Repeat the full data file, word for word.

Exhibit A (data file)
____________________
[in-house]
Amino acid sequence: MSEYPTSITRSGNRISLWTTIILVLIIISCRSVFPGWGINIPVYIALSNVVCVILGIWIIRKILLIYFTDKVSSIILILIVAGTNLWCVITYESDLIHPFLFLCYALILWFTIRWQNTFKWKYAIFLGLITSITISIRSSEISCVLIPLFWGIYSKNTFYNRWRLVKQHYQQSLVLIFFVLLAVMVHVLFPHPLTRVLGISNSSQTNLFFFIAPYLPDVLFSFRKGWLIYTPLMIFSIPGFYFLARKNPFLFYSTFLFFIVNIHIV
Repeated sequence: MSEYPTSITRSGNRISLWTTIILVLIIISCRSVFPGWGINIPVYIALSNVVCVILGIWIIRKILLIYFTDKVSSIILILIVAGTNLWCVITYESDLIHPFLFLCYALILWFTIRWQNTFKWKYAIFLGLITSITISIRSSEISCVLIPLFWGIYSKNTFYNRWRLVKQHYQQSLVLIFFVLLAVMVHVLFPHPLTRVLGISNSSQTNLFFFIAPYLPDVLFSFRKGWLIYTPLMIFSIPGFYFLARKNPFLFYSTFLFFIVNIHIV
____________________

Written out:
[in-house]
Amino acid sequence: MSEYPTSITRSGNRISLWTTIILVLIIISCRSVFPGWGINIPVYIALSNVVCVILGIWIIRKILLIYFTDKVSSIILILIVAGTNLWCVITYESDLIHPFLFLCYALILWFTIRWQNTFKWKYAIFLGLITSITISIRSSEISCVLIPLFWGIYSKNTFYNRWRLVKQHYQQSLVLIFFVLLAVMVHVLFPHPLTRVLGISNSSQTNLFFFIAPYLPDVLFSFRKGWLIYTPLMIFSIPGFYFLARKNPFLFYSTFLFFIVNIHIV
Repeated sequence: MSEYPTSITRSGNRISLWTTIILVLIIISCRSVFPGWGINIPVYIALSNVVCVILGIWIIRKILLIYFTDKVSSIILILIVAGTNLWCVITYESDLIHPFLFLCYALILWFTIRWQNTFKWKYAIFLGLITSITISIRSSEISCVLIPLFWGIYSKNTFYNRWRLVKQHYQQSLVLIFFVLLAVMVHVLFPHPLTRVLGISNSSQTNLFFFIAPYLPDVLFSFRKGWLIYTPLMIFSIPGFYFLARKNPFLFYSTFLFFIVNIHIV